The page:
The team explains that for the repair of damaged nerves the PS-labeling only appears at the separated locations and only exists for a short time (~ 1 hour), which is in contrast to the labeling when eliminating dying cells that are still long time remaining until the cells are eliminated. The researchers now guess that this difference in signal timing can be a way for the cells to distinguish the meaning of the PS signal – & # 39; eat me & # 39; versus & # 39; save me. & # 39;

According to Naoki Hisamoto, "Now that we know how this system works in the relatively simple roundworm, we should eventually be able to extrapolate the findings to people, which could provide us with a set of goals for pharmaceutical interventions to treat conditions such as brain and injuries. to the spinal cord, where the human body is unable to repair damaged nerves. "

Source:

http://en.nagoya-u.ac.jp/research/activities/news/2018/08/signaling-cascade-that-repairs-damaged-nerve-cells-characterized.html


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Researchers identify sequences of molecules that are involved in the regeneration of damaged nerves



Researchers at Nagoya University have identified the range of molecules involved in the regeneration of damaged nerves in roundworms, showing that it largely overlaps with the signals used by the intrinsic removal system to absorb and process dying cells.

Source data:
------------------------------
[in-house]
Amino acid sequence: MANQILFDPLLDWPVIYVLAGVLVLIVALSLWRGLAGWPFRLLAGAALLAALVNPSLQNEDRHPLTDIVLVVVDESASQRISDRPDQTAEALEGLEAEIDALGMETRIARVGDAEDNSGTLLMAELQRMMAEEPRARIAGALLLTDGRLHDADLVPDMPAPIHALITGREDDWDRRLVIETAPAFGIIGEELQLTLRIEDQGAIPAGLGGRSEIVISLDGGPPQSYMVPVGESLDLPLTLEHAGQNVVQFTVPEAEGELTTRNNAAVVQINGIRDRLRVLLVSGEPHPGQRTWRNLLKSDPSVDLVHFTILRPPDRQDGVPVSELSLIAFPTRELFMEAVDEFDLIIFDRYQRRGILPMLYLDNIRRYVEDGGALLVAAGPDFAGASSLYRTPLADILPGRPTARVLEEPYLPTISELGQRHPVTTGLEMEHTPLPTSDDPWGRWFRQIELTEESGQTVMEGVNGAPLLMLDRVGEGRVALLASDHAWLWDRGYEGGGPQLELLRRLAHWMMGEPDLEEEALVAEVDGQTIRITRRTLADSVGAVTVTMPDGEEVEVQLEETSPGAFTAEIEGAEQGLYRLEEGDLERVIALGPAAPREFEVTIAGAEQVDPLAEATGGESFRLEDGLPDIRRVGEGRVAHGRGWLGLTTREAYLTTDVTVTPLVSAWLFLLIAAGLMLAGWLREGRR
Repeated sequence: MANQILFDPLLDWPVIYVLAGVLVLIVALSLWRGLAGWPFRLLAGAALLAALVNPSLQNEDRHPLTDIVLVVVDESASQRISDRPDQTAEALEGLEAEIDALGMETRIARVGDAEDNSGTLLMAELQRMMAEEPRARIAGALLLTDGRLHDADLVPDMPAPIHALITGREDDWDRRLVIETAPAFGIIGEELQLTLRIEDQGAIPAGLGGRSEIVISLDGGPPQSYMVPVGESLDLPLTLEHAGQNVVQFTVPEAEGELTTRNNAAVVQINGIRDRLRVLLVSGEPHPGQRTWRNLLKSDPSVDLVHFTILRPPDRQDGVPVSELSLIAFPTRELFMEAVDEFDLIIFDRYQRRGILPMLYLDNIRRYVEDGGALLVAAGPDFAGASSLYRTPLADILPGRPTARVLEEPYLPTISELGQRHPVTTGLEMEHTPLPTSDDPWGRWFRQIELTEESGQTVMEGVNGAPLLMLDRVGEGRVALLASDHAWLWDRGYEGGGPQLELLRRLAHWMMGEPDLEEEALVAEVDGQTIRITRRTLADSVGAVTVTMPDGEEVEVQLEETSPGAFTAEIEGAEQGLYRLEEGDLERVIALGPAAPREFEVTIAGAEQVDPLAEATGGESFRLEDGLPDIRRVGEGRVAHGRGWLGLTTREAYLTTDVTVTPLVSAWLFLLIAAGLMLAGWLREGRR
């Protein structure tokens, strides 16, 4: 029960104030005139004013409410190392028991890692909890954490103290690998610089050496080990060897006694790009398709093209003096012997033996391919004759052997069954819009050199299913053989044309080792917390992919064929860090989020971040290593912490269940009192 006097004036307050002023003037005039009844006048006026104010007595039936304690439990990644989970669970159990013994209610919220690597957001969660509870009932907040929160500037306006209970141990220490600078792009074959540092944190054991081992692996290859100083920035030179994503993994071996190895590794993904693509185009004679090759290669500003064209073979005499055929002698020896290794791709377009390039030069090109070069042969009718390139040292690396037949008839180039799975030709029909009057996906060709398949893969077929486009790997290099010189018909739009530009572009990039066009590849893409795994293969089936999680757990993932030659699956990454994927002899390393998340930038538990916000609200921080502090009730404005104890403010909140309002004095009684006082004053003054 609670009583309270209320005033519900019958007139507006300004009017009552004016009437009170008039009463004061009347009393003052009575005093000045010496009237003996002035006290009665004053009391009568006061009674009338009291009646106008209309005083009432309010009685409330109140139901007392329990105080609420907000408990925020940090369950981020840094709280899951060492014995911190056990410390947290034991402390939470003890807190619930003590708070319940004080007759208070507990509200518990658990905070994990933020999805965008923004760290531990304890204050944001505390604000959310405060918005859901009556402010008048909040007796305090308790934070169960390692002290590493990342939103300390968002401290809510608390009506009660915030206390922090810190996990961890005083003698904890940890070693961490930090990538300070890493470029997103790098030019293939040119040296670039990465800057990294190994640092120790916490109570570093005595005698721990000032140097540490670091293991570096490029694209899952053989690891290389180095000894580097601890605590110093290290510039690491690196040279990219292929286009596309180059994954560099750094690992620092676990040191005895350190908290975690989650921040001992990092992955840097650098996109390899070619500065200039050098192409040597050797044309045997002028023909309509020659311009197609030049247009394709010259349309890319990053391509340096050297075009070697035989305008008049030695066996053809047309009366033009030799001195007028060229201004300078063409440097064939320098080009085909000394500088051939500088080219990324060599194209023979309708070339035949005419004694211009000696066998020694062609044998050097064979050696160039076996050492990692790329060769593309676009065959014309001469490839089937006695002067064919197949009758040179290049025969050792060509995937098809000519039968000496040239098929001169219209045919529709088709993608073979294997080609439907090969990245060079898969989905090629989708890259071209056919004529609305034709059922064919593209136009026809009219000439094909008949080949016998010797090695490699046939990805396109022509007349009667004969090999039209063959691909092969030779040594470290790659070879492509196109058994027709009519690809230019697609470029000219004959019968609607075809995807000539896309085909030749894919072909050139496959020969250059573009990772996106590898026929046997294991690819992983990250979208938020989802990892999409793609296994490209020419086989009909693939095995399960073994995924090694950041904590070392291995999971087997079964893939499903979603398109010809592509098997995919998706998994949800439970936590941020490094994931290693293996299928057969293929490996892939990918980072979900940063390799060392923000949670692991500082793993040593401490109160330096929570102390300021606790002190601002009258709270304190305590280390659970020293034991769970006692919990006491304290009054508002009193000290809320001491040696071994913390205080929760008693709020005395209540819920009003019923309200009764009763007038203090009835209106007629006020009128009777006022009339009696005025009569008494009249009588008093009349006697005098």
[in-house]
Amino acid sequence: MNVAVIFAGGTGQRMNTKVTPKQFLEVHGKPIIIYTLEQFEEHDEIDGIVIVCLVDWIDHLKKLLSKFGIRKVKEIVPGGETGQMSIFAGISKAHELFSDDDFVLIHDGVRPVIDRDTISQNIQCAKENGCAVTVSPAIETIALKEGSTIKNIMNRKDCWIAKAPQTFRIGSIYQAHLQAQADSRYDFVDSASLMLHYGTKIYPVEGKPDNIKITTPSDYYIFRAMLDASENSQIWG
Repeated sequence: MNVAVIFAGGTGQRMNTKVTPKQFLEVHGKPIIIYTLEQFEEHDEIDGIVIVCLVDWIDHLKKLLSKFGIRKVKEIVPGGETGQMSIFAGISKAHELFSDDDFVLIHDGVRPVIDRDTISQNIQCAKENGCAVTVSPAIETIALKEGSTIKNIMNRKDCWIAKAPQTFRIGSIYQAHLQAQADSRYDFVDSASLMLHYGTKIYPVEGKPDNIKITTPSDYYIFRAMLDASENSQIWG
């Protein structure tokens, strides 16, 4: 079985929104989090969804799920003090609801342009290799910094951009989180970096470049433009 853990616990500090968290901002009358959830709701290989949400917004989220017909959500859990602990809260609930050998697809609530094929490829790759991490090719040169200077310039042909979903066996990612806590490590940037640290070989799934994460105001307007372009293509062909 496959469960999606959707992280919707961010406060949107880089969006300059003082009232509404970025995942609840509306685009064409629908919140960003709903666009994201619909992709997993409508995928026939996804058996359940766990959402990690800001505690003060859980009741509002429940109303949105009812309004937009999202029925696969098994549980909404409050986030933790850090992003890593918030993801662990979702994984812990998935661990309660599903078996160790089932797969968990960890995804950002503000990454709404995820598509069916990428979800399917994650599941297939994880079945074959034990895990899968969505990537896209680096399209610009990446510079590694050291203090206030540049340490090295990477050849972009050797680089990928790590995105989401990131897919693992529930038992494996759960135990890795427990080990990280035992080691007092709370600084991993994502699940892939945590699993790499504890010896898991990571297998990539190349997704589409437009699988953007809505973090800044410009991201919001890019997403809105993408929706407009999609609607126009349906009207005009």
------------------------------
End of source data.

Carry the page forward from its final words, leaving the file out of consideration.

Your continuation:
The branches of nerve cells called axons are particularly susceptible to damage by the long distances they extend to communicate with each other. In humans, such damage in peripheral parts of the body can be repaired relatively well, but this repair is less effective in the brain and spinal cord, which explains why disorders such as brain and spinal cord injuries are so debilitating.

In a new article published in the journal Nature Communications, researchers at Nagoya University have made significant progress in characterizing the regeneration of axons by studying the nematode Caenorhabditis elegans, a species widely used in biological research and having a very well-characterized nervous system. Specifically, they have shown that axon repair takes place with largely the same set of molecules that mediate the recognition and prolapse of apoptotic (dying) cells by the surrounding cells. The result suggests that this system has been co-opted for an additional goal in the course of evolution.